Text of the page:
Mandatory High School Drag Performance Angers Parents

Even as some Republican-led states take steps to prevent children from being exposed to sexually themed drag performances, officials in blue states seem to be taking the opposite approach.

In one California school district, for example, administrators are under fire from parents for mandating a “multicultural expo assembly” at which LGBTQ students danced in drag.

The self-identified “queens” cited the red states “where we are actively being targeted” as their inspiration, asserting that their four-minute performance was “a protest for all the queens and transgender youth whose lives were lost for doing exactly what we are doing.”

In response to a reporter’s question regarding whether student attendance was mandatory for Pleasant Grove High School students, a district spokesperson confirmed that teachers and students “are expected to attend assemblies that take place during normal school hours.”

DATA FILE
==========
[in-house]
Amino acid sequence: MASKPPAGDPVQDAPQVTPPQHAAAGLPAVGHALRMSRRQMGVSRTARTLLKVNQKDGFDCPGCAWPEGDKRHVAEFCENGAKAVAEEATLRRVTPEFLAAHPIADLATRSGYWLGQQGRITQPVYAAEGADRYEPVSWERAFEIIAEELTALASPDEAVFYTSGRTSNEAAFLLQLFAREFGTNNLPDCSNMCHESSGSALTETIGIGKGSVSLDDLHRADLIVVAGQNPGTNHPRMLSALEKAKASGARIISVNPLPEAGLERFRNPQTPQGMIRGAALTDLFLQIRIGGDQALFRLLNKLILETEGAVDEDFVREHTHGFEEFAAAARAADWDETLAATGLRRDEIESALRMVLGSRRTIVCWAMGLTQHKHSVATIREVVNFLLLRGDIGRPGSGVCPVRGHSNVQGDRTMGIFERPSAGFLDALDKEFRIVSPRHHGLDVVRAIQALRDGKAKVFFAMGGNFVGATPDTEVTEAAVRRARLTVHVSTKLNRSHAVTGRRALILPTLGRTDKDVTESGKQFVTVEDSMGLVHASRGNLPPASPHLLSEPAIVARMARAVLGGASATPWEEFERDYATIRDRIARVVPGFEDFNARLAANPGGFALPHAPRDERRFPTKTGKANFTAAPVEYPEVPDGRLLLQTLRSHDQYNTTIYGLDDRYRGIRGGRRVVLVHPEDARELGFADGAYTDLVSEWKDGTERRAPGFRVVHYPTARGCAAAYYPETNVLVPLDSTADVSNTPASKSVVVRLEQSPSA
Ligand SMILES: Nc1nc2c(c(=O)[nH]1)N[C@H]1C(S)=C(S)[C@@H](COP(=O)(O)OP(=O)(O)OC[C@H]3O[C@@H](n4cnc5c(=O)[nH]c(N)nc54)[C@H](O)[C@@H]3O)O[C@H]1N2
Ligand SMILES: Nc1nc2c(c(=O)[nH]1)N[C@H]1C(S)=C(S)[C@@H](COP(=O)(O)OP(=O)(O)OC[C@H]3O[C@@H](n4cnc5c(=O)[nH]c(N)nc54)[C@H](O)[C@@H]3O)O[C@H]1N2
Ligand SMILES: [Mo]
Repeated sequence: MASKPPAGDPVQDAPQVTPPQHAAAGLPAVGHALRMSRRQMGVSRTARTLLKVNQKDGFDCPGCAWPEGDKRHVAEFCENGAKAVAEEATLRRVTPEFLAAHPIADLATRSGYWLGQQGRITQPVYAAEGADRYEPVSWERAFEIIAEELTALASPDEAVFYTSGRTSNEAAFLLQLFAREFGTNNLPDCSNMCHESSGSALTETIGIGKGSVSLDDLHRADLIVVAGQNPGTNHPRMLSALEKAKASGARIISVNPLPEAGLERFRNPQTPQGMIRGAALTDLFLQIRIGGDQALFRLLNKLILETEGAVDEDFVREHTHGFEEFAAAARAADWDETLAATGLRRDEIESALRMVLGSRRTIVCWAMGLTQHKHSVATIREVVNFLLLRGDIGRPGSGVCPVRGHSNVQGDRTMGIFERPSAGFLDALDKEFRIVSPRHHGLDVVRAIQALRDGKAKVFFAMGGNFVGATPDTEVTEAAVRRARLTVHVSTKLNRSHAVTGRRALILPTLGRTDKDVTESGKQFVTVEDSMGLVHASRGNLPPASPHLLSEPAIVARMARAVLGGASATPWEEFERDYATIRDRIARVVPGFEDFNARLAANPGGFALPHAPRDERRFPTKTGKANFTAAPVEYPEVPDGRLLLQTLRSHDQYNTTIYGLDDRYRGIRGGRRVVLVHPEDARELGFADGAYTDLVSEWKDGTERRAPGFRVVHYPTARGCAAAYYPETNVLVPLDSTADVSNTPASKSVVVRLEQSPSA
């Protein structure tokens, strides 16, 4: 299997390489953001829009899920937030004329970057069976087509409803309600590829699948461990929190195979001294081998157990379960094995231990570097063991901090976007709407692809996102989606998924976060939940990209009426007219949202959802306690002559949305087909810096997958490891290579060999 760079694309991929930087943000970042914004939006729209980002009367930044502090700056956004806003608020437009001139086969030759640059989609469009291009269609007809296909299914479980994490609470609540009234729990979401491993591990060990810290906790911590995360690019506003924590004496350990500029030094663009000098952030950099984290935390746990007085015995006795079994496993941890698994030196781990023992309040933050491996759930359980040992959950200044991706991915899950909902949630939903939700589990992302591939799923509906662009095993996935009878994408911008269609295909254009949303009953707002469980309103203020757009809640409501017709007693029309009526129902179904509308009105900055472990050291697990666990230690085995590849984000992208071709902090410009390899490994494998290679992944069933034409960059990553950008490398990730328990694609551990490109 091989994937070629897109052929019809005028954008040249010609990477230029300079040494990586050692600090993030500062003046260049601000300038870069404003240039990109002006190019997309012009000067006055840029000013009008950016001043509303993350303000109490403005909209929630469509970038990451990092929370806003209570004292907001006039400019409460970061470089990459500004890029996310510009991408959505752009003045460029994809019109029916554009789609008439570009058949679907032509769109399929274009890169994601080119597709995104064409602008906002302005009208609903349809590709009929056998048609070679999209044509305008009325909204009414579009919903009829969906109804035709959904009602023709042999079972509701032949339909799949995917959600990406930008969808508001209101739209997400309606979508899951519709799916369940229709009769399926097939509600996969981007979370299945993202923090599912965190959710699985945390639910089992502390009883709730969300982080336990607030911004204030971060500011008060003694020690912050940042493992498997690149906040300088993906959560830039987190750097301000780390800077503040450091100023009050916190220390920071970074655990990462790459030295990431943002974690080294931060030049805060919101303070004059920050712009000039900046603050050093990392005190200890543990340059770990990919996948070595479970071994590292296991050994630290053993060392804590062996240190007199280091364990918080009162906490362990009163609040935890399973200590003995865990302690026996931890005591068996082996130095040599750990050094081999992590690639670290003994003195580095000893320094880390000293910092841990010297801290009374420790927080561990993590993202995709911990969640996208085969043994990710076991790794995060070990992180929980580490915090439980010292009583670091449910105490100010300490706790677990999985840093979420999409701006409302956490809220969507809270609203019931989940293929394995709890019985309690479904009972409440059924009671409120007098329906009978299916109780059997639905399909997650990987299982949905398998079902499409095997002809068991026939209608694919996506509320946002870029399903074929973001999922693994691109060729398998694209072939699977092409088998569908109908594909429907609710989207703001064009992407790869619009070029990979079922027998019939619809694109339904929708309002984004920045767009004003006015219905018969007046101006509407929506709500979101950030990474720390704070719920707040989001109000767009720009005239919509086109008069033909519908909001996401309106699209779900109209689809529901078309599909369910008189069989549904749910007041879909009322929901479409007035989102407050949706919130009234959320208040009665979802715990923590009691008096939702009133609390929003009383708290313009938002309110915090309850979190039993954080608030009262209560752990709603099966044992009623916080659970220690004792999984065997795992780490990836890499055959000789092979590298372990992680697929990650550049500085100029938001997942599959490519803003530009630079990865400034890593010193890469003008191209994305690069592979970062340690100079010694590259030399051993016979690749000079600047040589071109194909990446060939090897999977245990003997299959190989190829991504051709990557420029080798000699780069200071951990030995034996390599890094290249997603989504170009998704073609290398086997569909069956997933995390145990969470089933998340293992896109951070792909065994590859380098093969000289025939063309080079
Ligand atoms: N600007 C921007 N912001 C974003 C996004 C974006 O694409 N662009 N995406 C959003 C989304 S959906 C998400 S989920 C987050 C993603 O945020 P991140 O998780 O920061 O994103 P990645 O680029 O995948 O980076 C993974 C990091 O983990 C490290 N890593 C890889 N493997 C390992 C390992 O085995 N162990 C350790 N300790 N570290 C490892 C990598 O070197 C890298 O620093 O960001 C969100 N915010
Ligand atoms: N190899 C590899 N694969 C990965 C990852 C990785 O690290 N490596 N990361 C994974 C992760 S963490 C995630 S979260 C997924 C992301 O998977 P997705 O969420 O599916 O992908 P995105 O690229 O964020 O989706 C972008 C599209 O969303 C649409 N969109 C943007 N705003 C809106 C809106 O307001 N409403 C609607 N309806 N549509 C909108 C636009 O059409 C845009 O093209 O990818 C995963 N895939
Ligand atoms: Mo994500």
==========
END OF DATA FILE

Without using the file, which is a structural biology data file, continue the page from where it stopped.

A related statement from the district noted that the assembly “was held in full compliance with student codes of conduct and existing requirements for on-campus events,” adding that all of its elements “were approved by school staff and administration.”

At a subsequent Elk Grove Unified School District board meeting, concerned parents — like Amy, a mother of two students in the district who was identified in news reports only by her first name — spoke out against the secretive nature of the required event.

“They knew there would be parents who would not support this, and this is why they let it in under the guise of ‘culture,’” she said.

Noting that her son was “uncomfortable” with the nature of the performance and felt “trapped” at the assembly, Amy added: “I’ve been a part of this district since 1983, and in 30 years, I have never felt betrayal like I felt on Friday.”

Of course, some local activists insisted that giving LGBTQ students a platform was more important than ensuring that students feel comfortable at a mandatory school event.

Beverly Kearney, who is affiliated with a Sacramento-based advocacy group, supported the district’s decision.

“While one parent may take offense to it, what about that parent whose kid for the first time got the chance to be who they are?” she asked. “I think it sends a message to kids that who they are is valid — it’s important, it matters, that there is nothing wrong with them.”

Another parent, identified only as Heidi, disagreed, insisting that “sexualizing kids under the umbrella of inclusivity, that is where it draws a line.”